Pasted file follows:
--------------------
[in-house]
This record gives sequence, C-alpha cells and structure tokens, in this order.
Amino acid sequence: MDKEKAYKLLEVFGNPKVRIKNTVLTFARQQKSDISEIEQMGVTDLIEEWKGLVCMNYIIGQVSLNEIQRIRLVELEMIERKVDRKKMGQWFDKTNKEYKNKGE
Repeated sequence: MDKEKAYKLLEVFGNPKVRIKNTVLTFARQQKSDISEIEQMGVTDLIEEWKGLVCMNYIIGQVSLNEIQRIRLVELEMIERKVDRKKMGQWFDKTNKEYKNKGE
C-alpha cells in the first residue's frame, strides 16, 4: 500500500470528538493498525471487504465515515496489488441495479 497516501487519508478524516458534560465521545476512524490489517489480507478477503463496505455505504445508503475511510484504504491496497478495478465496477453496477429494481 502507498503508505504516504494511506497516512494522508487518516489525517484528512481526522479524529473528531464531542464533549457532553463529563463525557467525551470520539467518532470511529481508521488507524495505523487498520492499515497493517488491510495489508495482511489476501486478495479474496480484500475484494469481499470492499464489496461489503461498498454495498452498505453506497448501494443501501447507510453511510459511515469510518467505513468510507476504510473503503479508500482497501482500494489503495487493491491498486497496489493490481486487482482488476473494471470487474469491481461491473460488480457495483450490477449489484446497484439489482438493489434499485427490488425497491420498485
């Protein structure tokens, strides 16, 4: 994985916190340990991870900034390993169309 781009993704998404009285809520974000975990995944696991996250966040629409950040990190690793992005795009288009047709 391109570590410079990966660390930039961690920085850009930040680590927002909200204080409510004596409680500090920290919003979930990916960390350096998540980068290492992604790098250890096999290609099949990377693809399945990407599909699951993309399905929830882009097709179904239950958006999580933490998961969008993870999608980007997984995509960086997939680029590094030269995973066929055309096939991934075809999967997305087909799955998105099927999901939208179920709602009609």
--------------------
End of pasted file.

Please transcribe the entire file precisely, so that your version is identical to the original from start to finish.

[in-house]
This record gives sequence, C-alpha cells and structure tokens, in this order.
Amino acid sequence: MDKEKAYKLLEVFGNPKVRIKNTVLTFARQQKSDISEIEQMGVTDLIEEWKGLVCMNYIIGQVSLNEIQRIRLVELEMIERKVDRKKMGQWFDKTNKEYKNKGE
Repeated sequence: MDKEKAYKLLEVFGNPKVRIKNTVLTFARQQKSDISEIEQMGVTDLIEEWKGLVCMNYIIGQVSLNEIQRIRLVELEMIERKVDRKKMGQWFDKTNKEYKNKGE
C-alpha cells in the first residue's frame, strides 16, 4: 500500500470528538493498525471487504465515515496489488441495479 497516501487519508478524516458534560465521545476512524490489517489480507478477503463496505455505504445508503475511510484504504491496497478495478465496477453496477429494481 502507498503508505504516504494511506497516512494522508487518516489525517484528512481526522479524529473528531464531542464533549457532553463529563463525557467525551470520539467518532470511529481508521488507524495505523487498520492499515497493517488491510495489508495482511489476501486478495479474496480484500475484494469481499470492499464489496461489503461498498454495498452498505453506497448501494443501501447507510453511510459511515469510518467505513468510507476504510473503503479508500482497501482500494489503495487493491491498486497496489493490481486487482482488476473494471470487474469491481461491473460488480457495483450490477449489484446497484439489482438493489434499485427490488425497491420498485
């Protein structure tokens, strides 16, 4: 994985916190340990991870900034390993169309 781009993704998404009285809520974000975990995944696991996250966040629409950040990190690793992005795009288009047709 391109570590410079990966660390930039961690920085850009930040680590927002909200204080409510004596409680500090920290919003979930990916960390350096998540980068290492992604790098250890096999290609099949990377693809399945990407599909699951993309399905929830882009097709179904239950958006999580933490998961969008993870999608980007997984995509960086997939680029590094030269995973066929055309096939991934075809999967997305087909799955998105099927999901939208179920709602009609």